Not only are the stages in Greece a mix of rough and twisty mountain passes, but blisteringly hot weather usually means temperatures on board exceed 50 degrees centigrade.
Combine these factors with choking dust from the water-starved roads, and you’ve got a true rally of attrition.
Dating back to 1953, the Acropolis Rally is one of the longest running events in world rallying. The winding uphill roads and hairpin bends also make Greece a relatively slow rally compared to other events and means there is little cooling from the flow of air.
Cars must be robust to cope with the demands of the rock-strewn stages, while crews have to be at peak physical fitness to cope with the pounding terrain and stifling temperatures.
Drivers are expected to consume more than five litres of fluid per day in order to fight off dehydration and heat exhaustion that often affects those who are competing over the course of the four-day event.
Currently recovering from a broken ankle, WRC regular Matthew Wilson is one of the fittest drivers competing in the championship, and knows all too well the physical demands of a rally as tough as the Acropolis.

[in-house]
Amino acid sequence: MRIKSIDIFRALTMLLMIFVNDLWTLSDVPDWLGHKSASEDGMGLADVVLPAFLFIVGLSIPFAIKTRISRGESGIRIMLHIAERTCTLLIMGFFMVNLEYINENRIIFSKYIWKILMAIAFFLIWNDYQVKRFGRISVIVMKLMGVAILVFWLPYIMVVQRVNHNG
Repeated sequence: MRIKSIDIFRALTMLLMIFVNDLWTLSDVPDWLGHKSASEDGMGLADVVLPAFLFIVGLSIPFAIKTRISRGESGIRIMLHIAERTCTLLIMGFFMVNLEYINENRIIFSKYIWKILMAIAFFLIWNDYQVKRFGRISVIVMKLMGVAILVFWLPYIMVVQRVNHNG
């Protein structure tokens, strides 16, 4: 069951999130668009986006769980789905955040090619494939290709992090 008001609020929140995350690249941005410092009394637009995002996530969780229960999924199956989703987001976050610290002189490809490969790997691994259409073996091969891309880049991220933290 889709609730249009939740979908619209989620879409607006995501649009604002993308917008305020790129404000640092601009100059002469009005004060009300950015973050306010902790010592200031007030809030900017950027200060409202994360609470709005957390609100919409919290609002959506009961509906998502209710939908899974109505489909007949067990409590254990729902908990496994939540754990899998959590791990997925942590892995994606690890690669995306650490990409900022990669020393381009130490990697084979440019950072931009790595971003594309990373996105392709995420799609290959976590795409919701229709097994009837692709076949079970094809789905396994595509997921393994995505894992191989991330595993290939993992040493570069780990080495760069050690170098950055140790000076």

“Good fitness levels are an essential; if I didn’t train I wouldn’t be able to compete, it’s as simple as that,” explains the 25-year-old Wilson. “Temperatures inside the car can reach over 50 degrees centigrade in Greece so you need to be at peak fitness levels for your body to be able to cope with such pressures. The roads on the Acropolis are also extremely rough, so upper body strength is important to be able to control the car.”
Wilson continued: “Fitness also helps my concentration - it allows me to make instant decisions that are often essential when out on the stages. If you’re suffering from dehydration and from heat exhaustion, it’s very difficult to concentrate and fitness plays a big part in helping me keep focused.”
The Acropolis Rally is the sixth round of this year’s WRC and the Loutraki-based event will feature 410 competitive kilometres over 22 special stages.